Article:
Written by: Marisa Vito
In high school, I read the following books: To Kill a Mockingbird by Harper Lee, Of Mice and Men by John Steinbeck, The Great Gatsby by F.Scott Fitzgerald, Wuthering Heights by Emily Bronte, The Catcher in the Rye by J.D. Salinger, The Stranger by Albert Camus, and many more that are probably on every high school to read list. I mention any of these books in my tutoring sessions and sometimes I am met with “Ugh, yes my teacher made us read that one.”, “Yea, it was so boring.”, “Why do I care about some kid in a red hunting cap?”. And while these classic books may not be the most fun to read, they are a part of literary canon and more specifically, Western literary canon.
Canon literary works are pieces of literature that have been deemed influential and significant in a given time period. Once a work is decided to be “canon”, it becomes ingrained in our education system and why we may all be reading the same books in elementary, middle school, highschool, and college. Literature canon teaches a lot of valuable principles on topics like racial discrimination, adolescence, gender roles, etc. However, canon literature excludes many important, diverse books and voices that teach lessons we can all learn from.
When I read a book, I am entering a world that is outside of my own and by the end of the book, my insight about an experience, time period, or social critique has grown. Reading more than just what the highschool curriculum offers gives a new perspective into the world and an increased understanding of ways to approach the world around us.
As we move farther and farther away from 19th England or 1930’s America, the literature landscape is also changing, developing, and allowing for new authors with diverse perspectives to come into light. With authors that resemble and speak to more people, reading canon principles has become more relatable, intimate, and real.
To ground us in our new literary environment while keeping with the cherished principles taught to us by our literary canon, I’ve compiled a list of books that build on canon teachings and move beyond them.
If you read Lord of the Flies by William Golding try The Secret History by Donna Tarrtt
In an inverted detective novel, Tarrtt weaves a story about a group of six classics students at Hampden College and what lead to the murder of one of the group members. Through the eyes of the protagonist, Richard Papen, the characters encounter emotional and academic issues after their friend’s murder.
Both of these books talk about themes of: survival, death, evil, and reality versus illusion.
If you read Pride and Prejudice by Jane Austen try Days of Distraction by Alexandra Chang
Looking to break away from her current life with her well to-do boyfriend, narrator, Jing Jing, decides to move away from everything she has ever known. As she works on her leaving process, she discovers much more about her role as an Asian American woman and what it means to exist in society that does not want to understand her.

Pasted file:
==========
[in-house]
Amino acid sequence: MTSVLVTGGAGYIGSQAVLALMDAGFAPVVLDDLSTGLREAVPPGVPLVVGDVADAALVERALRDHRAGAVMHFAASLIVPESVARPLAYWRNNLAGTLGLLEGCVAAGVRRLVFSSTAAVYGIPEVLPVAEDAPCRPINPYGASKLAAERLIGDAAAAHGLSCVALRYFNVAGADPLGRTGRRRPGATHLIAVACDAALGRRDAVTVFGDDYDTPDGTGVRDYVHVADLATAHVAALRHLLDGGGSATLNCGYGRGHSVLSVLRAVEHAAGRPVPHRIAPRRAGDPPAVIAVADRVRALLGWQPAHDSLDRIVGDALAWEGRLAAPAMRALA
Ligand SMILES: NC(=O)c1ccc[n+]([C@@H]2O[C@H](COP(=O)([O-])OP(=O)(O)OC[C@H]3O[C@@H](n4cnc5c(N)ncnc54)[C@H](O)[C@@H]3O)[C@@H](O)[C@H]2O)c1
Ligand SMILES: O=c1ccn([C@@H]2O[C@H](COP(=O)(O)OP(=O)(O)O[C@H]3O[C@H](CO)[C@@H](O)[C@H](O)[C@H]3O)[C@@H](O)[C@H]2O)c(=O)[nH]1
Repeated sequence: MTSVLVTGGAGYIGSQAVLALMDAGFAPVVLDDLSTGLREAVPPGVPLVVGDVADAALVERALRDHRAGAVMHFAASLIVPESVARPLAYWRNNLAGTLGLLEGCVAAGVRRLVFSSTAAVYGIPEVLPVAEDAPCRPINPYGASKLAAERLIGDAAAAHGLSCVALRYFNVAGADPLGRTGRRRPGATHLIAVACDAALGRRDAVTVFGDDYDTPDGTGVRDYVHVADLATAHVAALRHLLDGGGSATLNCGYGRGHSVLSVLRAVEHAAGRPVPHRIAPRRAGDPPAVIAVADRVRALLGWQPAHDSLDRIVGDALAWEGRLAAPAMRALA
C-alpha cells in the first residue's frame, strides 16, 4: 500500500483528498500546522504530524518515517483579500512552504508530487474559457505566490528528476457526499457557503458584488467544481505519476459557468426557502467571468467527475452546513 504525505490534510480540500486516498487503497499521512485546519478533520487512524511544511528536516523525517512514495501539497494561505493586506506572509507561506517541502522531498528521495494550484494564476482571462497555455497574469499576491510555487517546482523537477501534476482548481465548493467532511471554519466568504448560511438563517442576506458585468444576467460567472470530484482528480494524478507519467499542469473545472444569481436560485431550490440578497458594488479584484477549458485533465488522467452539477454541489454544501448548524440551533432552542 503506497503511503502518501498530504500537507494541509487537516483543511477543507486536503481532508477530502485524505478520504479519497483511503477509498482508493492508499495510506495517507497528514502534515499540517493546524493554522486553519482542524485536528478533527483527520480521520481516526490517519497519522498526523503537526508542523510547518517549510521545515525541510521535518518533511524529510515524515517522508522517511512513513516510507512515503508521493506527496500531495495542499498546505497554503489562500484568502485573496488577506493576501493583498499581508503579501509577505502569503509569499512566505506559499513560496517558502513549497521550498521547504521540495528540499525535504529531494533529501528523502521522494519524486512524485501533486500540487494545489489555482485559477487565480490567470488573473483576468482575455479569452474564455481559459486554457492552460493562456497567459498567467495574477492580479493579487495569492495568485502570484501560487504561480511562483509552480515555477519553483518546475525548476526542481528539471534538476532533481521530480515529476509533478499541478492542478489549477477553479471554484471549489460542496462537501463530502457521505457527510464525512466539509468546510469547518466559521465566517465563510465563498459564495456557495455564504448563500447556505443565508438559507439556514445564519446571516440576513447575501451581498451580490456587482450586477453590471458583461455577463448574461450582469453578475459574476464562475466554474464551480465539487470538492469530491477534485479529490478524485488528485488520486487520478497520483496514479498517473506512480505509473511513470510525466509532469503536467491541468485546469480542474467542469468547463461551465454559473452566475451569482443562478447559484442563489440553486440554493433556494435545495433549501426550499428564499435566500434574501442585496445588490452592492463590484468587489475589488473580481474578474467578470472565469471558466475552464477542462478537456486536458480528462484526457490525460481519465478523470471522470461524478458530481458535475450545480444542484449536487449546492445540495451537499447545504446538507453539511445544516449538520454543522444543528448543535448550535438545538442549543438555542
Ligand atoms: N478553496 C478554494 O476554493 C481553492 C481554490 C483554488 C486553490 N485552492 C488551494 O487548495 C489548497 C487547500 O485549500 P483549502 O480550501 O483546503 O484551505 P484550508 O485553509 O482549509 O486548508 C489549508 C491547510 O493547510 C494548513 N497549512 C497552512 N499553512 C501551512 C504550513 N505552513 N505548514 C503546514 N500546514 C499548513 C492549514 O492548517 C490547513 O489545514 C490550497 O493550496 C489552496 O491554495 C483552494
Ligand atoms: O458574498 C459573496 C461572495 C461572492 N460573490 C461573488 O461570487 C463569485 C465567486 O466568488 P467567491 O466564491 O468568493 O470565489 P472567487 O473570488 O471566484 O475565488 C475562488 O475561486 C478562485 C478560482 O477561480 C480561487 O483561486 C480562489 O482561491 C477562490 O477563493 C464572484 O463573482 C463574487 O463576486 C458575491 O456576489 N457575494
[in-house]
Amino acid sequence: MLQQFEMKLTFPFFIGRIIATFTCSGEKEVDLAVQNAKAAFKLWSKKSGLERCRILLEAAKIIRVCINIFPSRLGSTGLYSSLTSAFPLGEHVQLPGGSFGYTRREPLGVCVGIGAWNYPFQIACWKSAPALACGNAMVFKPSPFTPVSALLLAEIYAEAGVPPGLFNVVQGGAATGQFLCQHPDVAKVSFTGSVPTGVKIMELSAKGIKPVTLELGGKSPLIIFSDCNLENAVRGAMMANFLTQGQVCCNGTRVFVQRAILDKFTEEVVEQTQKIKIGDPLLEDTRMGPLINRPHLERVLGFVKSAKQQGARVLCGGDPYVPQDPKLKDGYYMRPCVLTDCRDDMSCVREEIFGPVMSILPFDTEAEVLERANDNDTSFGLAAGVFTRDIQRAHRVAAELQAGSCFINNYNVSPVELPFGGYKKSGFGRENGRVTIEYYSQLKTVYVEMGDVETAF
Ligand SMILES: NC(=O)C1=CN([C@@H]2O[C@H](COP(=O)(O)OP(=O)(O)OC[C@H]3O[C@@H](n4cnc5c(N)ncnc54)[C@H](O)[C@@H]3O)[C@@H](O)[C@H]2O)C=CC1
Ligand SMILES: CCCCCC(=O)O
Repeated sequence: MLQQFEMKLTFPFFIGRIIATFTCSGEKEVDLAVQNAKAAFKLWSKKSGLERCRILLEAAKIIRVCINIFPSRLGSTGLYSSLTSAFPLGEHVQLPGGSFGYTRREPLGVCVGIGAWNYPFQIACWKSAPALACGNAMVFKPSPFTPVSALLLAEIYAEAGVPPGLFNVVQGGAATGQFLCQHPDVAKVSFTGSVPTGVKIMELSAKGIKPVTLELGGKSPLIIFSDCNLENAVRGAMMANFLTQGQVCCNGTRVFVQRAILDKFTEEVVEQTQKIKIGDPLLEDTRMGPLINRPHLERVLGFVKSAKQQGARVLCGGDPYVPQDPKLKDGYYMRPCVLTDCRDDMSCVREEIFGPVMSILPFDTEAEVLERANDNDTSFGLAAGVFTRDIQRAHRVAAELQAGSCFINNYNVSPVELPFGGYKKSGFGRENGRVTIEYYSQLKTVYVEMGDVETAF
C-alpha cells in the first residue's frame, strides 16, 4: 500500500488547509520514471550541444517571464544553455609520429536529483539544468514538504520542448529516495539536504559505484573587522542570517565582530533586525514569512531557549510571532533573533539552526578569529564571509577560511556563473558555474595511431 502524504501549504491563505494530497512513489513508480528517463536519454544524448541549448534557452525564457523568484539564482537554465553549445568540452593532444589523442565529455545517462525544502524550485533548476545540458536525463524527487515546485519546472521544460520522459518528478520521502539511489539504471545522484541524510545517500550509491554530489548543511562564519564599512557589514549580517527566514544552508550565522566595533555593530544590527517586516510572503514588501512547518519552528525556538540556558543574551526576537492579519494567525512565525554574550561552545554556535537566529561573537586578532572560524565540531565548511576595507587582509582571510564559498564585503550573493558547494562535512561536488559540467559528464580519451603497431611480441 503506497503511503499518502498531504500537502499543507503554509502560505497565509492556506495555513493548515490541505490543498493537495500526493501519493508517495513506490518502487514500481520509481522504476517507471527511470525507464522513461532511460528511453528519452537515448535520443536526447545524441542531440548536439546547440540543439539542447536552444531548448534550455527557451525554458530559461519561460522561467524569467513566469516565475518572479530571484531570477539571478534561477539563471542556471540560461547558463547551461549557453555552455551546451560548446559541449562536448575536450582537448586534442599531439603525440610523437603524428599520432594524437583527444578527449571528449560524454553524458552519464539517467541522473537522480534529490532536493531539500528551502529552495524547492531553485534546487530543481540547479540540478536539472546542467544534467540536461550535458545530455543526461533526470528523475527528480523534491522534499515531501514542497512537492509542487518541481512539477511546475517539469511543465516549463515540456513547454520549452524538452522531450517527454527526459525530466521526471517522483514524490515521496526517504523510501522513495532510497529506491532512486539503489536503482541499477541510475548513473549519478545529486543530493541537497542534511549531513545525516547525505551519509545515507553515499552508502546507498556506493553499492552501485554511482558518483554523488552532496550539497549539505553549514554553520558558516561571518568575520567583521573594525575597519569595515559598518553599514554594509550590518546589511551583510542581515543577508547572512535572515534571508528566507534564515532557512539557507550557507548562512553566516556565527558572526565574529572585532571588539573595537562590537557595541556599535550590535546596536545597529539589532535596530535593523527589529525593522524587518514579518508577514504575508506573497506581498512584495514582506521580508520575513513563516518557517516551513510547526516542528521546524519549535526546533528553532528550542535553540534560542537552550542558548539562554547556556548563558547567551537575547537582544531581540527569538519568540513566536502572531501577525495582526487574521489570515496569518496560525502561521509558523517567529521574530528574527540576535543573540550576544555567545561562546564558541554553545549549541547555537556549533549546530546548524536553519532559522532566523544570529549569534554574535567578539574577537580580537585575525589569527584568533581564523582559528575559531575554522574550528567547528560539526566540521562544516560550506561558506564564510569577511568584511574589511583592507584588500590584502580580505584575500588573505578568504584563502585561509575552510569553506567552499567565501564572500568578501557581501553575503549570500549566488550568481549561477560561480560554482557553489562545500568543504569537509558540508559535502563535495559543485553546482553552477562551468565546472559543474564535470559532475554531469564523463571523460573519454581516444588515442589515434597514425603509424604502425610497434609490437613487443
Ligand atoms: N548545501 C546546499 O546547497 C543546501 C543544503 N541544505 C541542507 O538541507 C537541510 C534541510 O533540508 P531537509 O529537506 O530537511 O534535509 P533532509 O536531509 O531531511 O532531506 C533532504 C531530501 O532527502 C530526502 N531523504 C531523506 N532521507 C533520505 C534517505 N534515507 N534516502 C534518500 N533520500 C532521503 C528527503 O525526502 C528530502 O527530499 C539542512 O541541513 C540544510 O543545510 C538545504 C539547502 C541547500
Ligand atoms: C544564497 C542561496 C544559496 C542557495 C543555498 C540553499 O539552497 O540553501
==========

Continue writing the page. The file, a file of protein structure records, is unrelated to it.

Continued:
Both of these books talk about themes of: love, female empowerment, societal expectations, and gender roles.
If you read To Kill a Mockingbird by Harper Lee try Such a Fun Age by Kiley Reid
Alix Chamberlain is a go-getter and a business owner with a brand based on supporting women’s confidence. So when her babysitter, Emira Tucker, is publicly accused of kidnapping in a grocery store for being Black with Alix’s white children, Alix wants to help Emira as much as she can. What happens next is a page-turning story with both characters learning things about themselves they hadn’t known before.
Both of these books talk about themes of: race, racial discrimination, American society, and allyship.
If you read The Odyssey by Homer try An Orchestra of Minorities by Chigozie Obioma
One day, Chinoso, a lowly chicken farmer, sees a woman attempting to jump off a bridge. Caught by surprise, Chinoso hurls two prized chickens over the bridge to showcase the fall’s severity. The woman, Ndali, is taken aback and the two develop a romantic relationship. However, their journey to romance is stopped by Ndali’s family who refuse their relationship, sending Chinoso on a long quest for their acceptance.
Both of these books talk about themes of: mythology, determination, destiny, and love
If you read Heart of Darkness by Joseph Conrad try That Deadman Dance by Kim Scott
Bobby Wabalanginy, a young Noongar man, befriends new arrivals to his Australian colony. As Bobby gets close with the new arrivals, tension begins to build between Bobby’s colony and his new friends. No matter Bobby’s decision, Australia undergoes a series of events that will change the course of its history.
Both of these books talk about themes of: colonization, cultural differences, fear, and history.
If you read 1984 by George Orwell try 1Q84 by Haruki Murakami
Following two characters on their discovery for truth and reality, Murakami’s novel 1Q84 draws directly upon Orwell’s influence. The main characters of 1Q84, Aomame and Tengo, go through different trials and tribulations to undo the warped world that they live in and question the fabric of life.
Both of these books talk about themes of: psychological manipulation, information and memory filtration, corruption, and reality.